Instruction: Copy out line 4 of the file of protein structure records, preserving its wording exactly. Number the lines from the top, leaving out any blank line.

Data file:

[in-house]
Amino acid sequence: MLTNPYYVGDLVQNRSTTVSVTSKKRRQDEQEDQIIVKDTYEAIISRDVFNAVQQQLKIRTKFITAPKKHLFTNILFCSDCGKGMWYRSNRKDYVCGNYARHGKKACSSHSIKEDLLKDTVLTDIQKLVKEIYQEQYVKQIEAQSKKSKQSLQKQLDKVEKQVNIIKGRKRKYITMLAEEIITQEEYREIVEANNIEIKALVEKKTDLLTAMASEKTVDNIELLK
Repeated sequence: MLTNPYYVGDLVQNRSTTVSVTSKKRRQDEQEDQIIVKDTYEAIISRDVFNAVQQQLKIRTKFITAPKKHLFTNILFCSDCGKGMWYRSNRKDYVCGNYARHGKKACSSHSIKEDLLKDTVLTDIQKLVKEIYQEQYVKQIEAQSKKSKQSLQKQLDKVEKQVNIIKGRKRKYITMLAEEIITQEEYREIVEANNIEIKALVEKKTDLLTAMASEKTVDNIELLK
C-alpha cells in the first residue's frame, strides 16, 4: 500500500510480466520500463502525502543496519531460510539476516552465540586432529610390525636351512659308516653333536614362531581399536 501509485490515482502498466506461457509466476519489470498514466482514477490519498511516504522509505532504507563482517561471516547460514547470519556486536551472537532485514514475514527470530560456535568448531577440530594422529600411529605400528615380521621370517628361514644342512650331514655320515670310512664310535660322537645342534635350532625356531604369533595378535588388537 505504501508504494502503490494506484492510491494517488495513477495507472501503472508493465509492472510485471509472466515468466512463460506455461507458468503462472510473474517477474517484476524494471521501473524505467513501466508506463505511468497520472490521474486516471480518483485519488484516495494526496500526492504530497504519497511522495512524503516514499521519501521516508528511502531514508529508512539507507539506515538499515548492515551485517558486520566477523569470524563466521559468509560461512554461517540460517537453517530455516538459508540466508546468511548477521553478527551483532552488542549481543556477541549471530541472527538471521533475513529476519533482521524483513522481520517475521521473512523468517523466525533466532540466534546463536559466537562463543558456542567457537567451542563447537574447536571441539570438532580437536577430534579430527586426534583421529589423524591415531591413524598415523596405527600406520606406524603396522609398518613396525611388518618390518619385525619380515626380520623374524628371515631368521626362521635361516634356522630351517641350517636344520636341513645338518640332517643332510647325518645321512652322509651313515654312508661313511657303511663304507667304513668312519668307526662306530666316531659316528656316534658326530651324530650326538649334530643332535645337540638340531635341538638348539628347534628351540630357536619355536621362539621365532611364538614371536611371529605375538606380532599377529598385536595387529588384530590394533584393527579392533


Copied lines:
C-alpha cells in the first residue's frame, strides 16, 4: 500500500510480466520500463502525502543496519531460510539476516552465540586432529610390525636351512659308516653333536614362531581399536 501509485490515482502498466506461457509466476519489470498514466482514477490519498511516504522509505532504507563482517561471516547460514547470519556486536551472537532485514514475514527470530560456535568448531577440530594422529600411529605400528615380521621370517628361514644342512650331514655320515670310512664310535660322537645342534635350532625356531604369533595378535588388537 505504501508504494502503490494506484492510491494517488495513477495507472501503472508493465509492472510485471509472466515468466512463460506455461507458468503462472510473474517477474517484476524494471521501473524505467513501466508506463505511468497520472490521474486516471480518483485519488484516495494526496500526492504530497504519497511522495512524503516514499521519501521516508528511502531514508529508512539507507539506515538499515548492515551485517558486520566477523569470524563466521559468509560461512554461517540460517537453517530455516538459508540466508546468511548477521553478527551483532552488542549481543556477541549471530541472527538471521533475513529476519533482521524483513522481520517475521521473512523468517523466525533466532540466534546463536559466537562463543558456542567457537567451542563447537574447536571441539570438532580437536577430534579430527586426534583421529589423524591415531591413524598415523596405527600406520606406524603396522609398518613396525611388518618390518619385525619380515626380520623374524628371515631368521626362521635361516634356522630351517641350517636344520636341513645338518640332517643332510647325518645321512652322509651313515654312508661313511657303511663304507667304513668312519668307526662306530666316531659316528656316534658326530651324530650326538649334530643332535645337540638340531635341538638348539628347534628351540630357536619355536621362539621365532611364538614371536611371529605375538606380532599377529598385536595387529588384530590394533584393527579392533